The following is a copy of a presentation given by Irene Hildahl on September 20. 1981.
Memories! Memories – My memories of the past are when one wondered among the tombstones here to read the names,
dates and epitaphs of the deceased. Today is to me like turning the pages of an old album, we can once
more wander among the tombstones, now that the brush, weeds and bushes have been somewhat removed.
Memories are imprints in one's mind, that never wear out, never get lost and can never be given away.
Each individual has different memories. Today we pause to remember with fondness and love, school chums,
friends, relatives and neighbors buried here. May these be lasting memories for the years to come,
so that this project which has just begun, may be upheld in the future.
The first funeral service in the Snaasen Church was in 1920, for the late Mr. Gilbert Flattum.
But the first burial in the Cemetery was in 1910, for the late Mrs. John Hildahl with the last burial in
1959, for Mr. Arthur William Kemp. During the period of 45 years, there was a total of 62 burials, of
which 39 were adults, 6 children and 17 infants.
Surely we haven't forsaken them, but let us honor and remember the mothers, the fathers,
children and babies who lost their lives in the pioneer days. Then let us also pause and pay tribute
to other former Snaasen members, who were also pioneers and contributed much to this community, but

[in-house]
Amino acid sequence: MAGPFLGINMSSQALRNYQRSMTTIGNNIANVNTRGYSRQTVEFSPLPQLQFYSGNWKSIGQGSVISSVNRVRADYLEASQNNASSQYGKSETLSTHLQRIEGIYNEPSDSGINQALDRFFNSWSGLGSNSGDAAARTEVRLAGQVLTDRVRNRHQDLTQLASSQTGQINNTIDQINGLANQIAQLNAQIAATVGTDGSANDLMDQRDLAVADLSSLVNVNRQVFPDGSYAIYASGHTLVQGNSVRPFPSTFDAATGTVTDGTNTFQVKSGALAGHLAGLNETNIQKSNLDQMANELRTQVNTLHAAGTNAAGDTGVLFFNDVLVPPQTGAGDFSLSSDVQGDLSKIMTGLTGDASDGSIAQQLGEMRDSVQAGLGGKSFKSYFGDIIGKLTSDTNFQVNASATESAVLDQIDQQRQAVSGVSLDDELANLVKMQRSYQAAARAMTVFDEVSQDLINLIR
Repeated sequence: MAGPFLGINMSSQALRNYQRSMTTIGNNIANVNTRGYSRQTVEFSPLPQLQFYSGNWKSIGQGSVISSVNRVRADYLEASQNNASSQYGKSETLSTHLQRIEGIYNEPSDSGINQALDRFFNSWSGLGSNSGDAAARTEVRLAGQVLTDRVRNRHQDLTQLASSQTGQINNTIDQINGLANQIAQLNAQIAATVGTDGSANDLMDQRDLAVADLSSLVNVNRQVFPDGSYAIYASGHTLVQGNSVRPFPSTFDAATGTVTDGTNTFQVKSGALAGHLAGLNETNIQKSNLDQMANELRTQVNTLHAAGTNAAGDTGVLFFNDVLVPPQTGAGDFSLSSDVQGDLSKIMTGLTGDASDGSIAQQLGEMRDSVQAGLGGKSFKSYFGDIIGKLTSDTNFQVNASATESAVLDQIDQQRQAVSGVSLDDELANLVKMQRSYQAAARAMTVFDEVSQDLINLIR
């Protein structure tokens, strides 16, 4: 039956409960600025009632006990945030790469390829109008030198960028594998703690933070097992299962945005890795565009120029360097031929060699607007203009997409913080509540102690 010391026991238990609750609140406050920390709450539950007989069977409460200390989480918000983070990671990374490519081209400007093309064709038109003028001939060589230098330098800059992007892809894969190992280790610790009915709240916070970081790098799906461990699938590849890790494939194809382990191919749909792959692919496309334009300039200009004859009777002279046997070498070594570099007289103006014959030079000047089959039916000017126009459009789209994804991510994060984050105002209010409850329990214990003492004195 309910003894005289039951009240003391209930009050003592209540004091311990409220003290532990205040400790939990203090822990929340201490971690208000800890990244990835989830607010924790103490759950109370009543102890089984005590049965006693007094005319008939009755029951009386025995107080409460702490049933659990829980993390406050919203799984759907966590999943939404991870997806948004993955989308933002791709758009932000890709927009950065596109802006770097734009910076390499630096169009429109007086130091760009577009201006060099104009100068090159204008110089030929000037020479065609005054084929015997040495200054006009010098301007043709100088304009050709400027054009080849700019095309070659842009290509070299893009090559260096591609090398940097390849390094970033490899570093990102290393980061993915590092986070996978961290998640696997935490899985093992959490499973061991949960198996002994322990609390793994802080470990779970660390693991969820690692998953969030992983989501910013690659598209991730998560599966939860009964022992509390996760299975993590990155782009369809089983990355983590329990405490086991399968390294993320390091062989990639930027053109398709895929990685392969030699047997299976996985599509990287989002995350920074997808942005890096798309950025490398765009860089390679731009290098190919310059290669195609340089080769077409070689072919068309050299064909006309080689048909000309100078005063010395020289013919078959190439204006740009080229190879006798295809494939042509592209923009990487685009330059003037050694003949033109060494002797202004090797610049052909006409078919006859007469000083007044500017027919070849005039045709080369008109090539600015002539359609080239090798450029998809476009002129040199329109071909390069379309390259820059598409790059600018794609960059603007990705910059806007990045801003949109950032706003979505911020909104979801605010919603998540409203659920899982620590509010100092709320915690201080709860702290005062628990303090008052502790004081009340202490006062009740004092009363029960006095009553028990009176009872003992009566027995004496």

lie buried in grave sites elsewhere. Without a doubt all worshiped, worked, strived, laughed, cried
and died struggling with a dream unfulfilled.
Gone is the Church building, gone are the people who made up the Church, but the Cemetery in
silence bears records of the past bygone years. However, there are a remnant of the former Snaasen members
who have tried to preserve the remains of this Cemetery, which almost seemed forgotten. At this time,
I wish to express my sincere thanks to the committee members, thanks to all who have supported us with
financial contributions, thanks to all who turned out in any way to work on the Cemetery plot. It has
given us the courage to carry on to preserve the pioneer history. A special thank you is due to Ted Lindgren
who, over the years, has been such a staunch supporter. When I suggested anything to be done, he would always
reply, "Yes, I'll see to that." Then Mr. Hamilton also deserves to be commended, as he with his machinery
came and made the initial attack on the bushes and brush which towered over the tombstones and prohibited
entrance. No one else dared tackle the job. Many were the obstacles he faced.
And now, last but not least, we thank you all who are here with us today and have helped to
participate in any way for this Commemoration Day. Thank you.